Many applications have reacted to this by offering options to run all traffic through HTTPS. Examples include Gmail, Github, Facebook, and Twitter. Using HTTPS does go a long way in improving web application security. But in most cases HTTPS security is opt-in - probably due to difficulties in rolling out HTTPS on a large scale and added application complexity. This means that only relatively paranoid users benefit. Less fortunate users, like Ashton Kutcher, will often be "left vulnerable":http://techcrunch.com/2011/03/15/twitter-enables-always-use-https-setting/.
CSRF(cross-site request forgery) does not just force complexity though. Its existence actively stifles innovation. The new "cross-origin resource sharing specification":http://www.w3.org/TR/cors/, which allows servers to opt-into cross-origin XHR(XMLHttpRequest) requests, presents many possibilities for rich interaction between web applications. Unfortunately this specification is infrequently used because it opens up XHR(XMLHttpRequest) as another vector for CSRF(cross-site request forgery) attacks in cases where cookie authentication is used. In the eyes of many developers this is just too dangerous to justify exploring a new technology.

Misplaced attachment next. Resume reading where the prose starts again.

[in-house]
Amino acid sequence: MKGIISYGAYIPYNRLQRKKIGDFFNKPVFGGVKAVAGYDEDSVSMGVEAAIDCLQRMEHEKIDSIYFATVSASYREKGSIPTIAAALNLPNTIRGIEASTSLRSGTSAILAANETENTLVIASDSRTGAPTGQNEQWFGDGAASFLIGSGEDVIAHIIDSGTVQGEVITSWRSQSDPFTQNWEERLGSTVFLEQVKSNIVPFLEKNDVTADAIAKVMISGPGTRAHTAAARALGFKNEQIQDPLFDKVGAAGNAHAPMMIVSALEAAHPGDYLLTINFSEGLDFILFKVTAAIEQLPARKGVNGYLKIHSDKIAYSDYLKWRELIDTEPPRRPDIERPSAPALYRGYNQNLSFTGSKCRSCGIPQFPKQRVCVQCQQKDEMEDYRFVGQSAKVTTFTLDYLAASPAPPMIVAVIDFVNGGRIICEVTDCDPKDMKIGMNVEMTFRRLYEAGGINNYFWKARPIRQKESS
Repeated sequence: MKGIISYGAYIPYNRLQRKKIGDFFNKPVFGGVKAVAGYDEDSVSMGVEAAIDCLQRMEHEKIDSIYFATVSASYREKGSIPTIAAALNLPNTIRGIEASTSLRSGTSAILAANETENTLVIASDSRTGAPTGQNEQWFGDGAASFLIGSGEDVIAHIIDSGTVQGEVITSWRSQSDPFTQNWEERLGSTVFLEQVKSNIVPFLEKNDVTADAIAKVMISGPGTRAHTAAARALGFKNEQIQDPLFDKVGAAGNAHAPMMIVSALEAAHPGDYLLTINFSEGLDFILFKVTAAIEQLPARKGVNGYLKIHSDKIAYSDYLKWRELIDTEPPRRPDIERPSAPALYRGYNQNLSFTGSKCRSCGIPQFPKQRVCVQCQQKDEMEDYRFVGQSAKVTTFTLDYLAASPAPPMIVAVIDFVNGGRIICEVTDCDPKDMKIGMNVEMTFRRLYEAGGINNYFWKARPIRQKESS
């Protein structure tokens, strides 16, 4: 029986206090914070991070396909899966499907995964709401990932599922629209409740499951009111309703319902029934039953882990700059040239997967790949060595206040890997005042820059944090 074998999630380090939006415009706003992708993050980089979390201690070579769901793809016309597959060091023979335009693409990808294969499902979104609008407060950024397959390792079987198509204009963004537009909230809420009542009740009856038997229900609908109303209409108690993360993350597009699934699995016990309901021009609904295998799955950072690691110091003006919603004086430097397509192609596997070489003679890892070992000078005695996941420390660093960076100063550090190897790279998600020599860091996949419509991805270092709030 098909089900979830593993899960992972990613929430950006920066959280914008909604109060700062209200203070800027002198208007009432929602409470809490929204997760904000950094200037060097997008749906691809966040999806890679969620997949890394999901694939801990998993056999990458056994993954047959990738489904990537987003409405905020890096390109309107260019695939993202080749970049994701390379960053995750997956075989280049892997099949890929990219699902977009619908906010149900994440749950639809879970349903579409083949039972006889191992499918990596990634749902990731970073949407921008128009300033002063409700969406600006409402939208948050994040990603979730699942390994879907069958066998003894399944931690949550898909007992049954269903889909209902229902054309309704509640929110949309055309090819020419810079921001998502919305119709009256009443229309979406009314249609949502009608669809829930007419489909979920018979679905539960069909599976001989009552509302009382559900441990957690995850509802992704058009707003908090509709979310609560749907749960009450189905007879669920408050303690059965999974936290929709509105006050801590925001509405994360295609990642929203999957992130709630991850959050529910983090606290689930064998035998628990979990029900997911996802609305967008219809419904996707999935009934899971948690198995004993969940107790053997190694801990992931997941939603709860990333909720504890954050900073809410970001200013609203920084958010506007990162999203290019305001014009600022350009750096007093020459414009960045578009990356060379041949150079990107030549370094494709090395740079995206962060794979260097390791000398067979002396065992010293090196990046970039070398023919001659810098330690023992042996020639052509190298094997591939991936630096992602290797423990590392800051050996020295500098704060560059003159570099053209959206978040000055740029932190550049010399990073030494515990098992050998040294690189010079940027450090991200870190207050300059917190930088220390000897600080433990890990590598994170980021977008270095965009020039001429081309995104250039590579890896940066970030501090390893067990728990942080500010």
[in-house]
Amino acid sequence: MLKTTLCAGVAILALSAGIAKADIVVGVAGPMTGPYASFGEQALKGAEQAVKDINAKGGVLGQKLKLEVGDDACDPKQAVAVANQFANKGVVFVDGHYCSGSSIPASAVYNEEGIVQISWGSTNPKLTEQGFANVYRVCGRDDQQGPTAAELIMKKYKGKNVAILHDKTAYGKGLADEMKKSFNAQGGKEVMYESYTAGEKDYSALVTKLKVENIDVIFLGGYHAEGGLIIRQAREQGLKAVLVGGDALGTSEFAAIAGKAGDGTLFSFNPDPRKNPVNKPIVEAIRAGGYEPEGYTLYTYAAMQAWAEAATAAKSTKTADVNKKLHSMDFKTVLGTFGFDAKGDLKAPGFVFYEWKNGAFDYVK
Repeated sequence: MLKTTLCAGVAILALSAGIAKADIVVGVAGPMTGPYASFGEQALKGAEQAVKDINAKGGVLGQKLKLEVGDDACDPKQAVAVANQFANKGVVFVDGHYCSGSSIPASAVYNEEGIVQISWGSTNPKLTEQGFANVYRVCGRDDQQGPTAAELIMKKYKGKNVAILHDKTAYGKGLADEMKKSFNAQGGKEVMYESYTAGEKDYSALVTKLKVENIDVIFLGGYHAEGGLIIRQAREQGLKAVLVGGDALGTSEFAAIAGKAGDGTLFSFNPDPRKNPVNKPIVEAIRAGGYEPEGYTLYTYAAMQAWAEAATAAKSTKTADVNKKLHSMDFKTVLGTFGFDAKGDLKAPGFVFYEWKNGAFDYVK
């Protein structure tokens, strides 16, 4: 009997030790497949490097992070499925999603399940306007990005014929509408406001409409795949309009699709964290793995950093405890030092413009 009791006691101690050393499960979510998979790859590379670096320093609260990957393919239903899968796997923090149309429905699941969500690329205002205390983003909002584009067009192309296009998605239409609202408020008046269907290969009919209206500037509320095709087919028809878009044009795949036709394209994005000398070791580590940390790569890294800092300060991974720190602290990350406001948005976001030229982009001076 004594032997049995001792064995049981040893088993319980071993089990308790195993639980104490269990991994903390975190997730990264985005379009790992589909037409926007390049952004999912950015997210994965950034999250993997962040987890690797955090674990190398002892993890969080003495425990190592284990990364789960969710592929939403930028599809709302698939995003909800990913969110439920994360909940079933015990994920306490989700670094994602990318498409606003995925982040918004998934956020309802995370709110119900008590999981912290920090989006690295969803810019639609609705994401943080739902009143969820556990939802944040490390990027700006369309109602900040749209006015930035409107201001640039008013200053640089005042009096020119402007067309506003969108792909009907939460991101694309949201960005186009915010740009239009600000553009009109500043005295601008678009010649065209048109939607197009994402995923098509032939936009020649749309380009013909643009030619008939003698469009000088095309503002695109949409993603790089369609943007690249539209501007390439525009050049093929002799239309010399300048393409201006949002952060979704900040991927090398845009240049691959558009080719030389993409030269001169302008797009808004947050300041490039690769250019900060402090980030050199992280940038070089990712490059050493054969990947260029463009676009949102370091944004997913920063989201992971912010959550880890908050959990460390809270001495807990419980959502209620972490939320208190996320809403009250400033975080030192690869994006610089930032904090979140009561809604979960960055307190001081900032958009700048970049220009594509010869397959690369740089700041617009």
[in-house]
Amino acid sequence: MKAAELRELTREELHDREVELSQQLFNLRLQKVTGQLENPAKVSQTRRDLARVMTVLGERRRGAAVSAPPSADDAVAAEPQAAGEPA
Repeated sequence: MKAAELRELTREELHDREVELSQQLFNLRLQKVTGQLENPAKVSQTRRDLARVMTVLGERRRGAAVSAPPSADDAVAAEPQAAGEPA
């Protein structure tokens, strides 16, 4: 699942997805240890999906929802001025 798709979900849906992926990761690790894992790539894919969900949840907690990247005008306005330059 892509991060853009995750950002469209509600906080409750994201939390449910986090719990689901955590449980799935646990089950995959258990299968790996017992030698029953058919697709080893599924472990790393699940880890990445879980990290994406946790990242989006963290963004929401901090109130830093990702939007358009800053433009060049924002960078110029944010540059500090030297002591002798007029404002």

All of these problems are products of the fundamental design of cookie authentication: what is essentially a temporary password is transmitted with every web request and that password is easily accessed - directly by eavesdroppers or indirectly by third-party web pages.
21st–24th June 2011